Barney’s life on the high seas often kept him away from his family for long stretches. In 1780, Barney married Anne Bedford (1755-1808), and they had five children. Until Barney could make enough money to support his family, his wife lived with her brother in Philadelphia. She died in 1808, possibly of complications related to a broken hip. Barney shortly remarried to Harriet Coale of Anne Arundel County, and they had three more children together. After Barney’s death in 1818, Harriet and her children lived in Kentucky.
Their daughter, Adele (1813-1849) married Isaac Everett, and started the Kentucky branch of Barney descendants. Everett (1803-1873) was from a family of pioneers. He worked as a dry goods merchant. He then partnered with Avis Throckmorton and ran the Galt House, a Louisville hotel, which hosted meetings of Union generals during the Civil War. They had two children, Joshua Barney and Harriet.
Harriet Everett (1840-1906) married John C. Bonnycastle (1826-1884), the son of Charles and Anne Mason Tutt Bonnycastle, in 1857. Charles Bonnycastle, an Englishman, was invited by Thomas Jefferson to teach mathematics at the University of Virginia in Charlottesville, where John C. was born. After attending the United States Military Academy at West Point, Bonnycastle fought in the Mexican-American War and was later stationed in California and other Western territories. He attained the rank of captain before retiring from the military at the outbreak of the Civil War. With his military career finished, he worked in insurance in Louisville. He and Harriet had nine children.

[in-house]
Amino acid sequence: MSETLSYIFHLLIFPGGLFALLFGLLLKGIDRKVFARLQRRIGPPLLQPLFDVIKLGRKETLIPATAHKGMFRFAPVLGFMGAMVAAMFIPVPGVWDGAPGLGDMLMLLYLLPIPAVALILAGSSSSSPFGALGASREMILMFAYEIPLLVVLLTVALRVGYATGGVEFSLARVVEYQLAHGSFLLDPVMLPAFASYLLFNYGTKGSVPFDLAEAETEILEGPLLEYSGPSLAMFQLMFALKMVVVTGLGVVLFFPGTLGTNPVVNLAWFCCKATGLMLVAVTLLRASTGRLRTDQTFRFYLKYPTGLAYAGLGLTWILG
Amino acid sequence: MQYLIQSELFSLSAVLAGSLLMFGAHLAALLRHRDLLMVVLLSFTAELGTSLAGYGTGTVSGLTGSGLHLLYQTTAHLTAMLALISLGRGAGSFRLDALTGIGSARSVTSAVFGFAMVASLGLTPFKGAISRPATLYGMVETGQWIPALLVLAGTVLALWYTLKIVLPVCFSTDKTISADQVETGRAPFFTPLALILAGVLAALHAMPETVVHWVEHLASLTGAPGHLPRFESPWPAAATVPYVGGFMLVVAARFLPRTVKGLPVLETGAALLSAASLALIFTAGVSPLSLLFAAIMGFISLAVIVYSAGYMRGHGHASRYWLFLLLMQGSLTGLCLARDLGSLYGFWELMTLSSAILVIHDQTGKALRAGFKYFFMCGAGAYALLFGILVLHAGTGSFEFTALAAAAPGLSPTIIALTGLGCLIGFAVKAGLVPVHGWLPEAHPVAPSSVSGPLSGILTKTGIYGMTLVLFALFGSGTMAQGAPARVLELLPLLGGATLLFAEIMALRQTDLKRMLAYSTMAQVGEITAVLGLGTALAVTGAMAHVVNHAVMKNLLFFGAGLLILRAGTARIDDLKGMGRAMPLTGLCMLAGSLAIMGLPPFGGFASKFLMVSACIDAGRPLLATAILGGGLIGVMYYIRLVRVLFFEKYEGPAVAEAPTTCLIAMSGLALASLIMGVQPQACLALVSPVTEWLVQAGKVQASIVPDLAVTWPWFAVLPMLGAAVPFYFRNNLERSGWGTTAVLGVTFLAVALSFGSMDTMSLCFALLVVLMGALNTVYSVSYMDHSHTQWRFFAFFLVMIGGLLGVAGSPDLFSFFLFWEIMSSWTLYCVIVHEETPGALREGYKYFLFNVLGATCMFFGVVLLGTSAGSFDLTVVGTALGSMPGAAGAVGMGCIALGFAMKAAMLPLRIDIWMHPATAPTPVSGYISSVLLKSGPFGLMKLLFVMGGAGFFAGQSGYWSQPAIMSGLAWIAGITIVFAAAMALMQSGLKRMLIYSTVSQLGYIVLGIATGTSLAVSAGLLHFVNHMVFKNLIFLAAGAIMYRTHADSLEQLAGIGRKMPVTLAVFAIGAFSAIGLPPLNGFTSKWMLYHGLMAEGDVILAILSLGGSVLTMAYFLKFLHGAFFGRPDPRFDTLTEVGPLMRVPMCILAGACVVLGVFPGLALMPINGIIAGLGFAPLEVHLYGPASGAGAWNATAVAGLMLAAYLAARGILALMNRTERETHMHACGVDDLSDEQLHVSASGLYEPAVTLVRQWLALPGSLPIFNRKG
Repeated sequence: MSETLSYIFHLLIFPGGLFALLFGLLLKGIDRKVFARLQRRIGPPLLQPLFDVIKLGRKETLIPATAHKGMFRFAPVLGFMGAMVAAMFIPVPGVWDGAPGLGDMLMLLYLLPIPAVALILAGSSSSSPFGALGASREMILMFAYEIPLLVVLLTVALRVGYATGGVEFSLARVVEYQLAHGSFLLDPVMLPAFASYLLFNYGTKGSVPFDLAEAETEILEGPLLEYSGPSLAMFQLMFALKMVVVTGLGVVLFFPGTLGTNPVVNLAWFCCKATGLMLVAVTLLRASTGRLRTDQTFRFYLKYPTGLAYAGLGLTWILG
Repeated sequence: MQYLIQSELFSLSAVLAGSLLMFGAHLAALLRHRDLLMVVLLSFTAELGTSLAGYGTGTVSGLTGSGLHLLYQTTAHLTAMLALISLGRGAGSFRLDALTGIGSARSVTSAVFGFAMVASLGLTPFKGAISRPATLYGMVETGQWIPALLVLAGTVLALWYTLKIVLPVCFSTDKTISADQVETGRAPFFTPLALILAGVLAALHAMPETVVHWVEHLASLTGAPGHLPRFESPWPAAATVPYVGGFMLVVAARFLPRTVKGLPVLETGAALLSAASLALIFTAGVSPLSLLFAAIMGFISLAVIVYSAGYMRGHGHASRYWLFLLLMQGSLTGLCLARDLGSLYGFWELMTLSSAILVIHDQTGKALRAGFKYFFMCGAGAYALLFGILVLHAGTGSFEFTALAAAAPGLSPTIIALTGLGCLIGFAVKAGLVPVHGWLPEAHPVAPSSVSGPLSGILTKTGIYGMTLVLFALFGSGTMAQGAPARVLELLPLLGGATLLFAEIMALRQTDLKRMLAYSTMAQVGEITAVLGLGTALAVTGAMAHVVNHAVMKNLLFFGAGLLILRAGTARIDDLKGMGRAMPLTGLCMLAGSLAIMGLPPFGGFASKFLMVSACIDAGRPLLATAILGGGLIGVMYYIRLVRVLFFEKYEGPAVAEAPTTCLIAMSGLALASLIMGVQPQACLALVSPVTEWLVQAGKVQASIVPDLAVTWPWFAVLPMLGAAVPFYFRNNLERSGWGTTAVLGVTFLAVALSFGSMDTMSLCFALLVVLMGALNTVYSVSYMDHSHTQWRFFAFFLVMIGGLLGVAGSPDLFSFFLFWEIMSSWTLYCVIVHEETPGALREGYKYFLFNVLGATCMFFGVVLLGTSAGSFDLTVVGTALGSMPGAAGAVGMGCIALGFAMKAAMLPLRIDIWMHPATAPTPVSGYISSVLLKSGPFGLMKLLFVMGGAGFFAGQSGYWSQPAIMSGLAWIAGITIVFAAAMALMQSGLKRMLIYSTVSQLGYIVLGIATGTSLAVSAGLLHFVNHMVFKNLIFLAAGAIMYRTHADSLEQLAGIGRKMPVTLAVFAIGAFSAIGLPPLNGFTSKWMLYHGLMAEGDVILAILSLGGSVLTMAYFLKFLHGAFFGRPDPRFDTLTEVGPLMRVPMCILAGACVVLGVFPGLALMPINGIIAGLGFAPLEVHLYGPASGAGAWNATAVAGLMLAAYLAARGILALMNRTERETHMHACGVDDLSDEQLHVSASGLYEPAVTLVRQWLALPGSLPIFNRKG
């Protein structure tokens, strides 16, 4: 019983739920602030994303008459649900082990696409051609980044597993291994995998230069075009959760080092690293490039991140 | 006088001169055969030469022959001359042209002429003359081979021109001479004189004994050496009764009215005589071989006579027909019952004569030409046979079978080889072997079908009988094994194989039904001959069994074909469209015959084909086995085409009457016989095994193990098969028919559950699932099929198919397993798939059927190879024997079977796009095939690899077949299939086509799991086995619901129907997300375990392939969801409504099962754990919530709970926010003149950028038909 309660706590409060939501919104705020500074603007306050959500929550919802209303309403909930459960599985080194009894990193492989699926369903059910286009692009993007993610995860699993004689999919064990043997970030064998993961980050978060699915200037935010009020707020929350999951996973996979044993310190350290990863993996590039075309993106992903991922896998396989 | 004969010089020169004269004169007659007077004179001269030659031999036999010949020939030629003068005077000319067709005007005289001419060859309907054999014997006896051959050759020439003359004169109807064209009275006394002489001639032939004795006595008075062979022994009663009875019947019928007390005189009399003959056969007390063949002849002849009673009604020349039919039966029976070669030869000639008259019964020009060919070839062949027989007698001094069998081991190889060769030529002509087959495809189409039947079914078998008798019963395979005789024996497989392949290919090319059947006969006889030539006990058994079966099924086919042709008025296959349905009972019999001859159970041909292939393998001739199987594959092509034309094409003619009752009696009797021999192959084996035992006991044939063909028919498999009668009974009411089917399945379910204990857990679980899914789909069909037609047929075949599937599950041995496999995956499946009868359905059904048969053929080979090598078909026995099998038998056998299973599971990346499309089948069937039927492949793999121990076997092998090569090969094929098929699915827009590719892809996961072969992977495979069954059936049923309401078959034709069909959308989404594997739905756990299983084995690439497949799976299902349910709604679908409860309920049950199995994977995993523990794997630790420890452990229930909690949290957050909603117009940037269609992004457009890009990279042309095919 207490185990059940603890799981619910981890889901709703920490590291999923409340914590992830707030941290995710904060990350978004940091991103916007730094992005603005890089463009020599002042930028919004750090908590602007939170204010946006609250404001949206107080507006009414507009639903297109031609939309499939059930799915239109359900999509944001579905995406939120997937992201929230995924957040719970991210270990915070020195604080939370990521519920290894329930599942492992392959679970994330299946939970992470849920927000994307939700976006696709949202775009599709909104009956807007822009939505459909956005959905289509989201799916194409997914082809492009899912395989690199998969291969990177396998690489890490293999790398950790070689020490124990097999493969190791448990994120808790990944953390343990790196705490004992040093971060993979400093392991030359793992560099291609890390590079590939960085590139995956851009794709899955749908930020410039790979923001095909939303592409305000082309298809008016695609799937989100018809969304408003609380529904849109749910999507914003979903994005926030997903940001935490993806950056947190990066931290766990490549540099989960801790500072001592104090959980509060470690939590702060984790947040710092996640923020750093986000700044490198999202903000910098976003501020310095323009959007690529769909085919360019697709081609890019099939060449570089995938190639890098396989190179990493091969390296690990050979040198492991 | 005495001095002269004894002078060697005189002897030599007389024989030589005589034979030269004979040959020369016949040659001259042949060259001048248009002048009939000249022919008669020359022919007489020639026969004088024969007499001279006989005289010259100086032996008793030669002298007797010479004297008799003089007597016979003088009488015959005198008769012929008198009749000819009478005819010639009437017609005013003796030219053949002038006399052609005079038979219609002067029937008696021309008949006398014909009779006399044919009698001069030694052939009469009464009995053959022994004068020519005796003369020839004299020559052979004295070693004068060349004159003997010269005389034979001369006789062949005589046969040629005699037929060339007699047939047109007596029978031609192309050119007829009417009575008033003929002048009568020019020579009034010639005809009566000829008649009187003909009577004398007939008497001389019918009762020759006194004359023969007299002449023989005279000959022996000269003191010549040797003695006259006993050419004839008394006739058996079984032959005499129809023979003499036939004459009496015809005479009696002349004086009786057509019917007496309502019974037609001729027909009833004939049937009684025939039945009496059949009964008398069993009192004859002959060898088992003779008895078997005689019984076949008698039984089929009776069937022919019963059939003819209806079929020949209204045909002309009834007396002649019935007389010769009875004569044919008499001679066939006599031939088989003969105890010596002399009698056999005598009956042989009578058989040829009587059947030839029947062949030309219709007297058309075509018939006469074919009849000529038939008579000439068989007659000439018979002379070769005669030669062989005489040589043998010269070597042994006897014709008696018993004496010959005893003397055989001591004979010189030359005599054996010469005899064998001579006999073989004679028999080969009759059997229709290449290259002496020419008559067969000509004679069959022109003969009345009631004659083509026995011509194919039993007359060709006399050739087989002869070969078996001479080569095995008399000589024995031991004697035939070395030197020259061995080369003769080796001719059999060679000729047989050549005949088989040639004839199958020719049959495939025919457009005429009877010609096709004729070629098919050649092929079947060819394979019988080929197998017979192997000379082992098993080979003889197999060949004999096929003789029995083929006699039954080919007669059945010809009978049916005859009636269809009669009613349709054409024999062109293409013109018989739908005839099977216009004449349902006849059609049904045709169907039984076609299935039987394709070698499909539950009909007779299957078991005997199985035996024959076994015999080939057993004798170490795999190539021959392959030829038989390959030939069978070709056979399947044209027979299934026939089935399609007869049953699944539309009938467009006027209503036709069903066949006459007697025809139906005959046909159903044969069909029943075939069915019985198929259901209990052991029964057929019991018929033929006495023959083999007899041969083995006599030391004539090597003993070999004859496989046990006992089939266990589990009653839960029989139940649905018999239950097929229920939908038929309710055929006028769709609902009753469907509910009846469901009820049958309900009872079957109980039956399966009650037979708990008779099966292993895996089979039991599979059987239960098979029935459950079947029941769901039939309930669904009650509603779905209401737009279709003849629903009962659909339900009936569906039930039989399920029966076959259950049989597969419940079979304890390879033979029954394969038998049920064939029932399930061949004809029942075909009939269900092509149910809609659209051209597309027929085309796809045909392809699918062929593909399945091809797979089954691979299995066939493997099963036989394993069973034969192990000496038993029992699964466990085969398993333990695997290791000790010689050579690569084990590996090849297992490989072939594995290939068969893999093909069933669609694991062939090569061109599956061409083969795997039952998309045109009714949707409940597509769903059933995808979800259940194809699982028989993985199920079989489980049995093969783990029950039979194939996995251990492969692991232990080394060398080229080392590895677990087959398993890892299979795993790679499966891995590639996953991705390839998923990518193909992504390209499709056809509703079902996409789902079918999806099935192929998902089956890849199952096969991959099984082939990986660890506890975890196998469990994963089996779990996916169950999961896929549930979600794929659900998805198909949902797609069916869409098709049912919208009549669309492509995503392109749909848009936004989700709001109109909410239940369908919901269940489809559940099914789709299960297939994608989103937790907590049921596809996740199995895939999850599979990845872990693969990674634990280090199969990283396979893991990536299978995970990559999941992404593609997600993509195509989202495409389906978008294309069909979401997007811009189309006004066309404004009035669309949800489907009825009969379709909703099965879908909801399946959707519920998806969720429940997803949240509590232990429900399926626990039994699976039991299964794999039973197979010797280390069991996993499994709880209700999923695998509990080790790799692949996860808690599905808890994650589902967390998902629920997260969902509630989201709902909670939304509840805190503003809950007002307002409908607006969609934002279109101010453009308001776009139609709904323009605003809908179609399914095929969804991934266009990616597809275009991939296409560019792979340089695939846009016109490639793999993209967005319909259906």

Mary Shaw Bonnycastle (1860-1930), John C. and Harriet’s daughter, married Richard Tubb Yoe (1860-1943), the son of Rhodeham and Elizabeth Tubb in 1891. Yoe worked as a physician and served in World War I as a contract surgeon. He owned his own medical practice. Yoe also owned a significant amount of land in Oklahoma which he used to sell the oil, mineral, and timber rights. Mary and Richard had two children, Richard Rhodeham and Adele Everett.
4.17 Linear Feet (10 boxes)
Language of Materials
The collection is divided into nine series by family and/or material type. The series are Barney Family, Bonnycastle Family, Everett Family, Yoe Family, Other Families, Land Documents, Miscellaneous, Bound Volumes, and Oversized. These series are then organized by person.
Immediate Source of Acquisition
Gift of the grandchildren of Arthur C. Bonnycastle, Descendants of Joshua Barney, December 30, 2014.
Scope and Contents
The collection contains the papers of Joshua Barney and his descendants. This includes correspondence, financial documents, land records, business papers, military service records, and more. The collection is divided into nine series by family and/or material type. The series are Barney Family, Bonnycastle Family, Everett Family, Yoe Family, Other Families, Land Documents, Miscellaneous, Bound Volumes, and Oversized. These series are then organized by person.